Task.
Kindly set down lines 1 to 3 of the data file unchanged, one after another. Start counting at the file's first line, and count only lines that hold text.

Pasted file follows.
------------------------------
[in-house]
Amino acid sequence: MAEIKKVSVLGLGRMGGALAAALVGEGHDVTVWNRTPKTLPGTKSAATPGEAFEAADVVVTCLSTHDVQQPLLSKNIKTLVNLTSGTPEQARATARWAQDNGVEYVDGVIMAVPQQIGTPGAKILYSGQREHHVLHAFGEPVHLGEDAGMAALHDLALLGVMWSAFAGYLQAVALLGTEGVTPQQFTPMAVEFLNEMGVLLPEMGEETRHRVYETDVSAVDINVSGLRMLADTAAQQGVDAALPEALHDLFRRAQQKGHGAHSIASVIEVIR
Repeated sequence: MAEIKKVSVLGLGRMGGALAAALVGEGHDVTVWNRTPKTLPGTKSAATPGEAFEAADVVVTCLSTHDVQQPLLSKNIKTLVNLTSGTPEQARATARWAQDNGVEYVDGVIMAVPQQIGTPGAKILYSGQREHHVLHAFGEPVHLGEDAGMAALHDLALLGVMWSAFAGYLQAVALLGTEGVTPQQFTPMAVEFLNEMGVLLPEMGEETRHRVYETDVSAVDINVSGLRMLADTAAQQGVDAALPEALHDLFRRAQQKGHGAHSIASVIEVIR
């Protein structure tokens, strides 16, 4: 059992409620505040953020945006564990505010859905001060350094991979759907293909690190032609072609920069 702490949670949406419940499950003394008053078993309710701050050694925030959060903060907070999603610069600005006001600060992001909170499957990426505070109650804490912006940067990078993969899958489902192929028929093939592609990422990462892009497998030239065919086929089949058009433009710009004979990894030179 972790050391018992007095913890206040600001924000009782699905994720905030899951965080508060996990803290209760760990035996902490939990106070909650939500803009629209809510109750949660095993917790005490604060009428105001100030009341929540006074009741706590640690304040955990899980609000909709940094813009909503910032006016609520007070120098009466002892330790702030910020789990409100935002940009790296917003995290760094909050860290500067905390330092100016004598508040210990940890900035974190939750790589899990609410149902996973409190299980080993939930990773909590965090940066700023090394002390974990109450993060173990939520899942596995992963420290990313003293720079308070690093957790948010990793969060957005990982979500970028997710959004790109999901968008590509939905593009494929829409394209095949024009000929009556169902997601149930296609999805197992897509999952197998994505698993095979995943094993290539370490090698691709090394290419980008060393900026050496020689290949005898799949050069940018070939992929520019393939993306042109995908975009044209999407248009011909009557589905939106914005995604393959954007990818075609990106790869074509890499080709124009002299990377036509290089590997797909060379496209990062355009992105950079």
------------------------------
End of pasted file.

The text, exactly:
[in-house]
Amino acid sequence: MAEIKKVSVLGLGRMGGALAAALVGEGHDVTVWNRTPKTLPGTKSAATPGEAFEAADVVVTCLSTHDVQQPLLSKNIKTLVNLTSGTPEQARATARWAQDNGVEYVDGVIMAVPQQIGTPGAKILYSGQREHHVLHAFGEPVHLGEDAGMAALHDLALLGVMWSAFAGYLQAVALLGTEGVTPQQFTPMAVEFLNEMGVLLPEMGEETRHRVYETDVSAVDINVSGLRMLADTAAQQGVDAALPEALHDLFRRAQQKGHGAHSIASVIEVIR
Repeated sequence: MAEIKKVSVLGLGRMGGALAAALVGEGHDVTVWNRTPKTLPGTKSAATPGEAFEAADVVVTCLSTHDVQQPLLSKNIKTLVNLTSGTPEQARATARWAQDNGVEYVDGVIMAVPQQIGTPGAKILYSGQREHHVLHAFGEPVHLGEDAGMAALHDLALLGVMWSAFAGYLQAVALLGTEGVTPQQFTPMAVEFLNEMGVLLPEMGEETRHRVYETDVSAVDINVSGLRMLADTAAQQGVDAALPEALHDLFRRAQQKGHGAHSIASVIEVIR